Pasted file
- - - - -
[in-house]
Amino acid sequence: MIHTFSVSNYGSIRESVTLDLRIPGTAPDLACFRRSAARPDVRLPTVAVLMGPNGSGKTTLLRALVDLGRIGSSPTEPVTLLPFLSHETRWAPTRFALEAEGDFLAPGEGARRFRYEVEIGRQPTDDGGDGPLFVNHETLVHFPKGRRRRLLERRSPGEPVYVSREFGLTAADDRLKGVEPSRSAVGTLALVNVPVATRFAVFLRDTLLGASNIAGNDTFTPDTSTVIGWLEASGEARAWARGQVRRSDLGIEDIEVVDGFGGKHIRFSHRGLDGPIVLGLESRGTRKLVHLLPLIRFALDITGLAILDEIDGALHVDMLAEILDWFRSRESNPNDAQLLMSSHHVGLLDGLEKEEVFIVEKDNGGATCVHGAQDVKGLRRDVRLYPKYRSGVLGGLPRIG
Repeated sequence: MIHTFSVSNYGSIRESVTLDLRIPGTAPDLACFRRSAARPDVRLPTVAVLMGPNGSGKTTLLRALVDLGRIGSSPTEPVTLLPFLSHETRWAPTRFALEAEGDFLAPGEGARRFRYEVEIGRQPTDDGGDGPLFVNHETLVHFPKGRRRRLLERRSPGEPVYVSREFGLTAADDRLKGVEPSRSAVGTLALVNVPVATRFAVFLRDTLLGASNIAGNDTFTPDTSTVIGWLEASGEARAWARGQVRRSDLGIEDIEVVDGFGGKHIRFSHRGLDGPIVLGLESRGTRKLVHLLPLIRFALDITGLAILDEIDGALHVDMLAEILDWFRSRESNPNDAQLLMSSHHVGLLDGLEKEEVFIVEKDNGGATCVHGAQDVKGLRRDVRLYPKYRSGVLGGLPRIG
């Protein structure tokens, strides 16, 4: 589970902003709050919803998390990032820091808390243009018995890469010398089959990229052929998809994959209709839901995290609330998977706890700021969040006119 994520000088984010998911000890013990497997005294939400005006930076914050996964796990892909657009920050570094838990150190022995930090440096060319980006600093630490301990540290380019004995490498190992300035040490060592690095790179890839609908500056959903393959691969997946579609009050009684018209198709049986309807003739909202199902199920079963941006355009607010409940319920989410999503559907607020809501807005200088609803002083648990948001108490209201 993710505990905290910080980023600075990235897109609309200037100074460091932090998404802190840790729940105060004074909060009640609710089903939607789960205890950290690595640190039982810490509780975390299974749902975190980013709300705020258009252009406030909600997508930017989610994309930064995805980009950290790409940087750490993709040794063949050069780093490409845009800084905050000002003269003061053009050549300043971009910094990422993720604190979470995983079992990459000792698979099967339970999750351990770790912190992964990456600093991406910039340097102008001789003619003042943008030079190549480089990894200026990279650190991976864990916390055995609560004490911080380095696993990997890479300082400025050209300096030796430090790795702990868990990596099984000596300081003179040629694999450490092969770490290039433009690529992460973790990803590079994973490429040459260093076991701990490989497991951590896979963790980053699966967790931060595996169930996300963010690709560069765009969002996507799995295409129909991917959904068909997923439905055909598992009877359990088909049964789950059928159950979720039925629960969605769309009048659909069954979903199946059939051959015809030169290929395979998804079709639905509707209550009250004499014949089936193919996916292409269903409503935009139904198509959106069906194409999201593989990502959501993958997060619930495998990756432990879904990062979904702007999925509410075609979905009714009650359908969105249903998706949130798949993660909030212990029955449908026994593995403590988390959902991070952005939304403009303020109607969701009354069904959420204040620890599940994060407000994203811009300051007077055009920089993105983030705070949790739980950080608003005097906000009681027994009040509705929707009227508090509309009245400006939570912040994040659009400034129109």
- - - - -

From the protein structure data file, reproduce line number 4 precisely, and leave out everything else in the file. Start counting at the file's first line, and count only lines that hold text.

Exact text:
């Protein structure tokens, strides 16, 4: 589970902003709050919803998390990032820091808390243009018995890469010398089959990229052929998809994959209709839901995290609330998977706890700021969040006119 994520000088984010998911000890013990497997005294939400005006930076914050996964796990892909657009920050570094838990150190022995930090440096060319980006600093630490301990540290380019004995490498190992300035040490060592690095790179890839609908500056959903393959691969997946579609009050009684018209198709049986309807003739909202199902199920079963941006355009607010409940319920989410999503559907607020809501807005200088609803002083648990948001108490209201 993710505990905290910080980023600075990235897109609309200037100074460091932090998404802190840790729940105060004074909060009640609710089903939607789960205890950290690595640190039982810490509780975390299974749902975190980013709300705020258009252009406030909600997508930017989610994309930064995805980009950290790409940087750490993709040794063949050069780093490409845009800084905050000002003269003061053009050549300043971009910094990422993720604190979470995983079992990459000792698979099967339970999750351990770790912190992964990456600093991406910039340097102008001789003619003042943008030079190549480089990894200026990279650190991976864990916390055995609560004490911080380095696993990997890479300082400025050209300096030796430090790795702990868990990596099984000596300081003179040629694999450490092969770490290039433009690529992460973790990803590079994973490429040459260093076991701990490989497991951590896979963790980053699966967790931060595996169930996300963010690709560069765009969002996507799995295409129909991917959904068909997923439905055909598992009877359990088909049964789950059928159950979720039925629960969605769309009048659909069954979903199946059939051959015809030169290929395979998804079709639905509707209550009250004499014949089936193919996916292409269903409503935009139904198509959106069906194409999201593989990502959501993958997060619930495998990756432990879904990062979904702007999925509410075609979905009714009650359908969105249903998706949130798949993660909030212990029955449908026994593995403590988390959902991070952005939304403009303020109607969701009354069904959420204040620890599940994060407000994203811009300051007077055009920089993105983030705070949790739980950080608003005097906000009681027994009040509705929707009227508090509309009245400006939570912040994040659009400034129109």